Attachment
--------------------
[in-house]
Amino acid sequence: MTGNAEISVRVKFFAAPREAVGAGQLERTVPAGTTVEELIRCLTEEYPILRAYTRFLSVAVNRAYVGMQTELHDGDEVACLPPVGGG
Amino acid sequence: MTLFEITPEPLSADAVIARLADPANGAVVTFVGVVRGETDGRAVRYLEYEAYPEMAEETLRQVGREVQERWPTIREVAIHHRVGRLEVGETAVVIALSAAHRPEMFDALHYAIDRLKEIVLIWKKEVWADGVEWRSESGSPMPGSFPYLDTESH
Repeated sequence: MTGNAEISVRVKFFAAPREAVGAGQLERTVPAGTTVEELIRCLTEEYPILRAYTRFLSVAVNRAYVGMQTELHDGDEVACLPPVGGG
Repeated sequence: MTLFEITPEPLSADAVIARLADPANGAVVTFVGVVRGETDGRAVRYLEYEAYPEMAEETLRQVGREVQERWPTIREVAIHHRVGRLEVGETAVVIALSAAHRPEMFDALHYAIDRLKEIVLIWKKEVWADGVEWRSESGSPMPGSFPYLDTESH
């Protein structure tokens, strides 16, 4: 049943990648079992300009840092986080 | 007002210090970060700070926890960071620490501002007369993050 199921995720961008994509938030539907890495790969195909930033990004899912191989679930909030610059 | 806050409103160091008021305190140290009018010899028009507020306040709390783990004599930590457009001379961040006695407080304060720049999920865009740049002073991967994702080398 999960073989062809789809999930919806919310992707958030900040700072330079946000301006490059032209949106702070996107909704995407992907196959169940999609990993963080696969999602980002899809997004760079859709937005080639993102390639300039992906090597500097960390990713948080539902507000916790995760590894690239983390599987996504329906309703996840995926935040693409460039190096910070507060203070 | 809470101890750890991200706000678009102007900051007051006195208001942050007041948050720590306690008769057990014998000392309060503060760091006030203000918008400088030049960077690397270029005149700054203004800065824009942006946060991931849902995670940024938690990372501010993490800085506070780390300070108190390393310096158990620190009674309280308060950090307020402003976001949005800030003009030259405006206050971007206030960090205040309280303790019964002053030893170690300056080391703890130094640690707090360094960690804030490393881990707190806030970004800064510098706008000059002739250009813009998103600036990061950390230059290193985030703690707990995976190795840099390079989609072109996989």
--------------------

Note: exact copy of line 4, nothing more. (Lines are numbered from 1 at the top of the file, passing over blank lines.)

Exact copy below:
Repeated sequence: MTGNAEISVRVKFFAAPREAVGAGQLERTVPAGTTVEELIRCLTEEYPILRAYTRFLSVAVNRAYVGMQTELHDGDEVACLPPVGGG